Ideally, an instructor begins developing their course at least 4 months (16 weeks) before the course start date. This gives them time to build a quality and highly engaging course. Instructors don’t often realize how much time it takes to put all of their course content online.
The Office of Online Learning (ODL) has setup an online course development process that includes 5 steps. Each step serves as a check point for how the course is coming along. Below is a guideline for online course development:
Step 1: Initial meeting with ODL Instructional Designer: 16 weeks prior to the course Start Date.
Step 2: Course Foundation: 14 weeks before Start Date: Create Learning Objectives, Course Syllabus and Course Schedule
Step 3: 50% of Course Developed: 9 weeks before Start Date: Module Setup, Introductions and Overviews, Teaching and Learning materials added to modules, Narrated lectures, Assignments and Grades
Step 4: 100% of Course Developed: 5 weeks: 100% of course Content Due, Final course review with Instructional Designer
Step 5: Course Complete: 3 weeks before Start Date: Final edits completed; links and dates verified.
For appointments with Instructional Designers, please call:
University Requirements for Online Courses:
Online courses should be equivalent to a face-to-face course in every way except how the materials are delivered—you are still actively a part of the course, interacting with students, and teaching. All of the experiences and content your face-to-face students receive (or an equivalent) should be given to your online students.
Copyright and Fair Use
It is important to take copyright and fair use into consideration when compiling your course content. Note that academic use of things like movies is different in the online classroom. Ultimately, it is your responsibility to decide if the content you use falls under fair use or if you need to make arrangements for students to use it. If you have questions about fair use in the online environment, please contact the Library for assistance.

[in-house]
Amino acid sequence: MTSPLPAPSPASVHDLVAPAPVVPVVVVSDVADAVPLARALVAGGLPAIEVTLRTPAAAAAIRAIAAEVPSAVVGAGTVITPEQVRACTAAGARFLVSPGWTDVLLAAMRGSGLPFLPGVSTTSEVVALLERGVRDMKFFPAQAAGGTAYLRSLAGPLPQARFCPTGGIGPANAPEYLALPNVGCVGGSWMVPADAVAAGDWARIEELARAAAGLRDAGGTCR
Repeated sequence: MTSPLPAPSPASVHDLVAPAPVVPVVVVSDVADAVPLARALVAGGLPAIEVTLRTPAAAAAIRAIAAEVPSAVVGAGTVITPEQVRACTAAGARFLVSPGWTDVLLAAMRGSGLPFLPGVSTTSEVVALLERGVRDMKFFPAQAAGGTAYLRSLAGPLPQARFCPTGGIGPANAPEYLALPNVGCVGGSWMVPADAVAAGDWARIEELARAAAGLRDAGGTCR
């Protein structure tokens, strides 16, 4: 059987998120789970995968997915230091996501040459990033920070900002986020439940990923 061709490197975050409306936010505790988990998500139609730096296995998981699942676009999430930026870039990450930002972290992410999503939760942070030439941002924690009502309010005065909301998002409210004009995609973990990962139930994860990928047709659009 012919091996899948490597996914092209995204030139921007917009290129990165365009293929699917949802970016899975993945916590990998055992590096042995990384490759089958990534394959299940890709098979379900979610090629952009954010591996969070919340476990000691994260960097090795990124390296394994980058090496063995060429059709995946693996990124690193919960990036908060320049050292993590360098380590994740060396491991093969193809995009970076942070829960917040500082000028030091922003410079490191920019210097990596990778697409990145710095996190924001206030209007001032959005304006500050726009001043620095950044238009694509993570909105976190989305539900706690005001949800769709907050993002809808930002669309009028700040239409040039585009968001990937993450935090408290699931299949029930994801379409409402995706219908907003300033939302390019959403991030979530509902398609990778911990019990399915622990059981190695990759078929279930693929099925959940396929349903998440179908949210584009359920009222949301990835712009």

All of the content you create in Blackboard must be ADA compliant or easily made compliant. This includes, but is not limited to, the color and contrast of pages in Blackboard and captioning on videos. For help with captioning videos, please contact the Center for Disability Services.
Online Course: An online course is fully online with no physical classroom time with the instructor.
Hybrid Course: A course in which no less than 51% of class sessions are conducted face-to-face and the remaining sessions are conducted in an online environment.
Web Enhanced Course: A course in which the instructor supplements face-to-face instruction with digital material housed in Blackboard.
Online Teaching Certification
Auburn University at Montgomery offers a four week, non-credit Online Teaching Certification Program, available to AUM faculty, staff and graduate students. This course is designed to prepare you for online teaching, or sharpen your skills if you are already teaching online. The course is self-paced. A certificate of completion, a $300 technology allowance and other items are given are awarded for successful completion of the course.
Why earn an Online Teaching Certificate from Auburn University at Montgomery?
- In order to teach online or hybrid courses at AUM, a faculty member must be certified.
- Each module is 100% online and gives you the necessary knowledge and skills to successfully teach online.
- Each module was designed and developed by instructional designers with years of online teaching experience
- No cost to the participate
- The course is facilitated by the instructional design team from AUM
- Online teaching certification is a marketable trait for any faculty member